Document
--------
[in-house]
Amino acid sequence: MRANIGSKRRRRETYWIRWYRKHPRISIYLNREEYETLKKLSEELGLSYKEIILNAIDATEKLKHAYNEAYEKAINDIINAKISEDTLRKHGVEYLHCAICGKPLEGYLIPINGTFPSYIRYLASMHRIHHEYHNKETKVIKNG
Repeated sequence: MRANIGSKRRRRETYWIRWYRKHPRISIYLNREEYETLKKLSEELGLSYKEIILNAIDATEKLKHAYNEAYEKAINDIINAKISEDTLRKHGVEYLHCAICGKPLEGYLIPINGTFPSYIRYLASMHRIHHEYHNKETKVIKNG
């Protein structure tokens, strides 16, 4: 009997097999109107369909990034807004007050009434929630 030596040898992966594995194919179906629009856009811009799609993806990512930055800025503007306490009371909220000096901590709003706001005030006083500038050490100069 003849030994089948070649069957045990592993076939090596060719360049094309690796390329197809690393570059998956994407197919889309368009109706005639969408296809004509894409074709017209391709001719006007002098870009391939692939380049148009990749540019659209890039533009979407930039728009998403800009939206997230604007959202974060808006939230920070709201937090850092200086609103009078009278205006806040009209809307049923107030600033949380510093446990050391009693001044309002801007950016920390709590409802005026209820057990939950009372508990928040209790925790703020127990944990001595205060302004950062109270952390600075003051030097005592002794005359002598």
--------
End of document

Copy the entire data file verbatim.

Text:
[in-house]
Amino acid sequence: MRANIGSKRRRRETYWIRWYRKHPRISIYLNREEYETLKKLSEELGLSYKEIILNAIDATEKLKHAYNEAYEKAINDIINAKISEDTLRKHGVEYLHCAICGKPLEGYLIPINGTFPSYIRYLASMHRIHHEYHNKETKVIKNG
Repeated sequence: MRANIGSKRRRRETYWIRWYRKHPRISIYLNREEYETLKKLSEELGLSYKEIILNAIDATEKLKHAYNEAYEKAINDIINAKISEDTLRKHGVEYLHCAICGKPLEGYLIPINGTFPSYIRYLASMHRIHHEYHNKETKVIKNG
């Protein structure tokens, strides 16, 4: 009997097999109107369909990034807004007050009434929630 030596040898992966594995194919179906629009856009811009799609993806990512930055800025503007306490009371909220000096901590709003706001005030006083500038050490100069 003849030994089948070649069957045990592993076939090596060719360049094309690796390329197809690393570059998956994407197919889309368009109706005639969408296809004509894409074709017209391709001719006007002098870009391939692939380049148009990749540019659209890039533009979407930039728009998403800009939206997230604007959202974060808006939230920070709201937090850092200086609103009078009278205006806040009209809307049923107030600033949380510093446990050391009693001044309002801007950016920390709590409802005026209820057990939950009372508990928040209790925790703020127990944990001595205060302004950062109270952390600075003051030097005592002794005359002598």